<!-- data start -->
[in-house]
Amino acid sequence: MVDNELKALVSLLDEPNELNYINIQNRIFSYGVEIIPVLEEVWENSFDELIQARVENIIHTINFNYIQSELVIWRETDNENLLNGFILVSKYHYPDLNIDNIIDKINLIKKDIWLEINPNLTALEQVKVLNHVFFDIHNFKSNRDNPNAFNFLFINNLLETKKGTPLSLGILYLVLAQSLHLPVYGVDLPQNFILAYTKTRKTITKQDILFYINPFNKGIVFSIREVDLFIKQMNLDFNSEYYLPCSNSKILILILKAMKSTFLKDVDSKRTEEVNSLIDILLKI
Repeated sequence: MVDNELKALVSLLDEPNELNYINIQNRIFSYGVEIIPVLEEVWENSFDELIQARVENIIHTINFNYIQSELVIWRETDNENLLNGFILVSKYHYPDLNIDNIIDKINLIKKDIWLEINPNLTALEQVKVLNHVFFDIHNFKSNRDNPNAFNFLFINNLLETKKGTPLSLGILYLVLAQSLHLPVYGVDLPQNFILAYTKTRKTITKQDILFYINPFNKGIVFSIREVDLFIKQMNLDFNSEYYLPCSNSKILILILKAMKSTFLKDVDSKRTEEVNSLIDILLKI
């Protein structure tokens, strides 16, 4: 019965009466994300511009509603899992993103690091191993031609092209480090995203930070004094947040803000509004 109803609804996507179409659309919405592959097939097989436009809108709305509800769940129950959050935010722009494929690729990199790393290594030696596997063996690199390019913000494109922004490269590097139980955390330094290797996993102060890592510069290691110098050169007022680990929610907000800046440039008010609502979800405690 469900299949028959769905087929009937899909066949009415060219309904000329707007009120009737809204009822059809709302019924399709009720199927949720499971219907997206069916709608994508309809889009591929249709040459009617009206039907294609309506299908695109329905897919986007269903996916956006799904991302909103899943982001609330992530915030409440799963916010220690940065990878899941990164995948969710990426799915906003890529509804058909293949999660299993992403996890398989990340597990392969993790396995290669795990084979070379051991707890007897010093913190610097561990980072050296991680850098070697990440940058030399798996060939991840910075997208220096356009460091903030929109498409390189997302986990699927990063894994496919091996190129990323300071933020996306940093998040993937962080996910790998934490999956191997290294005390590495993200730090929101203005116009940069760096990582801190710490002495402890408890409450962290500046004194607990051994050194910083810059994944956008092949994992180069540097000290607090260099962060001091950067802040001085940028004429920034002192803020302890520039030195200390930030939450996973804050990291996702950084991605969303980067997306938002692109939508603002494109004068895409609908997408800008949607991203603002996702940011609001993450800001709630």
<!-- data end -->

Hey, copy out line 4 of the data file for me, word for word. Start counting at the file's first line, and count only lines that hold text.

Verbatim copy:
């Protein structure tokens, strides 16, 4: 019965009466994300511009509603899992993103690091191993031609092209480090995203930070004094947040803000509004 109803609804996507179409659309919405592959097939097989436009809108709305509800769940129950959050935010722009494929690729990199790393290594030696596997063996690199390019913000494109922004490269590097139980955390330094290797996993102060890592510069290691110098050169007022680990929610907000800046440039008010609502979800405690 469900299949028959769905087929009937899909066949009415060219309904000329707007009120009737809204009822059809709302019924399709009720199927949720499971219907997206069916709608994508309809889009591929249709040459009617009206039907294609309506299908695109329905897919986007269903996916956006799904991302909103899943982001609330992530915030409440799963916010220690940065990878899941990164995948969710990426799915906003890529509804058909293949999660299993992403996890398989990340597990392969993790396995290669795990084979070379051991707890007897010093913190610097561990980072050296991680850098070697990440940058030399798996060939991840910075997208220096356009460091903030929109498409390189997302986990699927990063894994496919091996190129990323300071933020996306940093998040993937962080996910790998934490999956191997290294005390590495993200730090929101203005116009940069760096990582801190710490002495402890408890409450962290500046004194607990051994050194910083810059994944956008092949994992180069540097000290607090260099962060001091950067802040001085940028004429920034002192803020302890520039030195200390930030939450996973804050990291996702950084991605969303980067997306938002692109939508603002494109004068895409609908997408800008949607991203603002996702940011609001993450800001709630």